I remember, 4 years ago, when we were waiting for the autism diagnosis, the conflicting feelings I had. The strange fear that something would be changed about my boy, once this autism label would be attached to him. That somehow I would view him differently, and I guess the fear that other people would too. A word can mean so much. A word can be so scary.
It was around this time that I was wearing out my first Hey Rosetta! CD, hard to believe, but a few years ago we still bought CDs. There was a line from a song that I loved. I gave myself the permission to take it completely out of context, because it was so loaded with meaning for me.
/how can you tell me that these beautiful things are holding me back before I even begin?/
That line expressed my fears and dumbfoundment better than I ever could. I knew the label was coming. But moreso, I knew the autism, the differences were already there. It scared me so much. I can think back on myself as that young(er), first time mom, looking into the rearview mirror one day at the drive thru in Tim Horton's, as that line rang out from the stereo, and I was singing along. And it hit me so hard. How could this beautiful little toddler already have obstacles in his path? Why didn't he get the blank slate all children are supposed to start out with? An endless scape of possibility was supposed to be spread out before him. But I knew, that all of the things that made him so amazing and so awe striking, were going to be the same things that would create challenges for him.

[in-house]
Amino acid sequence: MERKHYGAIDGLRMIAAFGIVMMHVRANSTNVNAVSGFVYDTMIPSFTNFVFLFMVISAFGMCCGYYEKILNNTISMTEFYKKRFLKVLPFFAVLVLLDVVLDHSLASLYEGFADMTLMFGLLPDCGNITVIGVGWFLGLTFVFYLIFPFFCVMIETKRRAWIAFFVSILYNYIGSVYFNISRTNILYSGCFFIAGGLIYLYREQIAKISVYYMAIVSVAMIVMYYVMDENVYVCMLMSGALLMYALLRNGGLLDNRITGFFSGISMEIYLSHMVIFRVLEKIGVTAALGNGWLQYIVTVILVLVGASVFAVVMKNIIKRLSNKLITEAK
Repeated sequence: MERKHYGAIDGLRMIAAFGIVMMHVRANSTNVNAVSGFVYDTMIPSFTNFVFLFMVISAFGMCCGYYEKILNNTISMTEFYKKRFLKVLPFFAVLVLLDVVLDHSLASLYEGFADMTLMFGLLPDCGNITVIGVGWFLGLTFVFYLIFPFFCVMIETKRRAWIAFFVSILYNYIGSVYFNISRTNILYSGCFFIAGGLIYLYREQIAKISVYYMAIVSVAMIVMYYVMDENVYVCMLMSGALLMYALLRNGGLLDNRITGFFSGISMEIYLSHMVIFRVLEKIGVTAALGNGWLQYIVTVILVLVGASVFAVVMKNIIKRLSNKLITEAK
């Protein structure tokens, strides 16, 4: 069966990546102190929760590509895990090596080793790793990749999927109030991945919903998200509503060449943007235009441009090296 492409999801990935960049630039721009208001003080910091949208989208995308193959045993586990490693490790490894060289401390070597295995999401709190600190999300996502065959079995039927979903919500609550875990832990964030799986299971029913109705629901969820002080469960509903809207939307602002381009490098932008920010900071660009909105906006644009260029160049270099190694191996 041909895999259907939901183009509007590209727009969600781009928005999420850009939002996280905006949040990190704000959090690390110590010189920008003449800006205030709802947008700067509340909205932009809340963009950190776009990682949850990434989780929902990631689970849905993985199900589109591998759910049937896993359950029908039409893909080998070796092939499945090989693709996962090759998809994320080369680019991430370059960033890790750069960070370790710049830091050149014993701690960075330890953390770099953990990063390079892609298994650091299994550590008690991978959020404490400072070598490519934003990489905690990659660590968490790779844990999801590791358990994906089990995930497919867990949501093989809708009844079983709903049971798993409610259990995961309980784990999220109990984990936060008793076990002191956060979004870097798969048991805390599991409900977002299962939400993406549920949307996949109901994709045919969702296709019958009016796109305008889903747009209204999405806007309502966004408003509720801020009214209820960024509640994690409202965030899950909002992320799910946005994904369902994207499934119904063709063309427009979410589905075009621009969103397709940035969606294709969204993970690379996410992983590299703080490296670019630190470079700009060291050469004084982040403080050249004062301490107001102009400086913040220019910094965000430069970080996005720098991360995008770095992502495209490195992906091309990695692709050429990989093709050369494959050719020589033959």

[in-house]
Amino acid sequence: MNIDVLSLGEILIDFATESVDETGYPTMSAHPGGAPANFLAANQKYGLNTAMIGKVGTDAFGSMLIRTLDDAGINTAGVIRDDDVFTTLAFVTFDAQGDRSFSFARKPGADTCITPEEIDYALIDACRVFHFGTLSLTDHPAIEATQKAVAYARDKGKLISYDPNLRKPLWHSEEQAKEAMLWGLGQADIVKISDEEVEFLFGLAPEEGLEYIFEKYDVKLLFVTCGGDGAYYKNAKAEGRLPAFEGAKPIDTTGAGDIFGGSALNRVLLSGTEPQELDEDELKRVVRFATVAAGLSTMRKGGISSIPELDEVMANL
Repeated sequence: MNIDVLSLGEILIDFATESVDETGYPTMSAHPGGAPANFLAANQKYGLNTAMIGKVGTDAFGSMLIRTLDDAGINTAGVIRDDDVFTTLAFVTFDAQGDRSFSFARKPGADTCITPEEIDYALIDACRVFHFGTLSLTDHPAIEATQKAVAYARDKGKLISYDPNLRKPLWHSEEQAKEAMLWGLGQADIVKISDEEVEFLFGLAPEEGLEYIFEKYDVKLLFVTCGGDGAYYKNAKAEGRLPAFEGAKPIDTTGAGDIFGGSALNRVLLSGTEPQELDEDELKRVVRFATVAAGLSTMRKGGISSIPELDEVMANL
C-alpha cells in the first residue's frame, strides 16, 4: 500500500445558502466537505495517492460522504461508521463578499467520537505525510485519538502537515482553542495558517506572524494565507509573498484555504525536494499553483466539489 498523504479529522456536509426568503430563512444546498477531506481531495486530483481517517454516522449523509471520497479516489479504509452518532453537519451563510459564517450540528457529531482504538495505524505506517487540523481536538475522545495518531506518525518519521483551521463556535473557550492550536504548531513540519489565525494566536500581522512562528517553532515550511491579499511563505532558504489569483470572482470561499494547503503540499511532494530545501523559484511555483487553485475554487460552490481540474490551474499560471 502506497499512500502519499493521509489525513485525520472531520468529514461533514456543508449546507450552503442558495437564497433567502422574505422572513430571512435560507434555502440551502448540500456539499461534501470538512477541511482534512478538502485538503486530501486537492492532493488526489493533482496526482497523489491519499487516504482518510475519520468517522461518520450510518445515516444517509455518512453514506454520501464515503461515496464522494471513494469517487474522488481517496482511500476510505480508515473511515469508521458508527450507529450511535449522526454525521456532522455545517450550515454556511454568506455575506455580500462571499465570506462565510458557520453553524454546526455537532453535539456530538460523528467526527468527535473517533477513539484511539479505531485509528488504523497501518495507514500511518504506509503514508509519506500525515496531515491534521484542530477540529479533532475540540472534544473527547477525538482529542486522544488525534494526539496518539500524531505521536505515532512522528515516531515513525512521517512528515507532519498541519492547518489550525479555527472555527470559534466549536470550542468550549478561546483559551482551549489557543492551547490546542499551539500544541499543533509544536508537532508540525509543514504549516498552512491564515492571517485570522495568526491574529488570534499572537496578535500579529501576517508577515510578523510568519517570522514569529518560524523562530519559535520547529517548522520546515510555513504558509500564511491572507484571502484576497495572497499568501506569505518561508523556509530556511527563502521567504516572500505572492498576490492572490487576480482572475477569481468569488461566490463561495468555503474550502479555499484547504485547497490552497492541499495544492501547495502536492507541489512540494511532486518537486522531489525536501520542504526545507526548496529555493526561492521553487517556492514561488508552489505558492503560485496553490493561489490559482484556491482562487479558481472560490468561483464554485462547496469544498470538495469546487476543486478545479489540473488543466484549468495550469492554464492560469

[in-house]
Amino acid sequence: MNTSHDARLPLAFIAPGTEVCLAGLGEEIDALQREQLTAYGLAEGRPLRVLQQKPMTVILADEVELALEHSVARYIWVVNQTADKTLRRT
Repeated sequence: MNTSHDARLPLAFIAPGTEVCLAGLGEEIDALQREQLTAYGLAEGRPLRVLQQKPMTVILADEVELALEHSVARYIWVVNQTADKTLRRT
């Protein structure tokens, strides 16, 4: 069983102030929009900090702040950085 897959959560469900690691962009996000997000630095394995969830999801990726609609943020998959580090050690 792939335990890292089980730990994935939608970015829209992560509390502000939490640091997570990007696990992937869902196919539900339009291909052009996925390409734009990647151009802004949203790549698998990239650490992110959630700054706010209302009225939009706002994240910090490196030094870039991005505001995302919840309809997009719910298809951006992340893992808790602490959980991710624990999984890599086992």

These beautiful things.
It was that day, waiting my turn for the coffee I no doubt desperately needed, as I found myself welling up to the words of that song, although I had sung 1000 times before, that I took my first breathe of acceptance. These beautiful things, no matter what we called them, autism, or spunk, they were still beautiful. I looked back at my yellow haired baby, and spoke words I knew he couldn"t yet understand. "It's okay with me if you have autism, Aiden."
And I meant it.
I am okay with him having autism. I am also okay with the choices we have made as a family aong the way. I have come to love autism, but as my love for it grows, so does my hurt and anger at the way some people still view it. They might not always see the beauty, they can be blinded by the diferences Maybe even blinded by the word. They are what can hold a child with autism back, sometimes more than the autism itself.
The other day, somebody posted on facebook, their child had just been diagnosed. They were looking or advice, I guess, in reality, they were simply reaching out. And I was zoomed back into this snapshot in time, speaking the first words of acceptance to my baby. I guess, if I was honest, I think this story is the best advice I could ever give. It's what I wish somebody had said to me.
If you want your child to find acceptance, be the first to accept them. Accept them, and all of their beautiful things.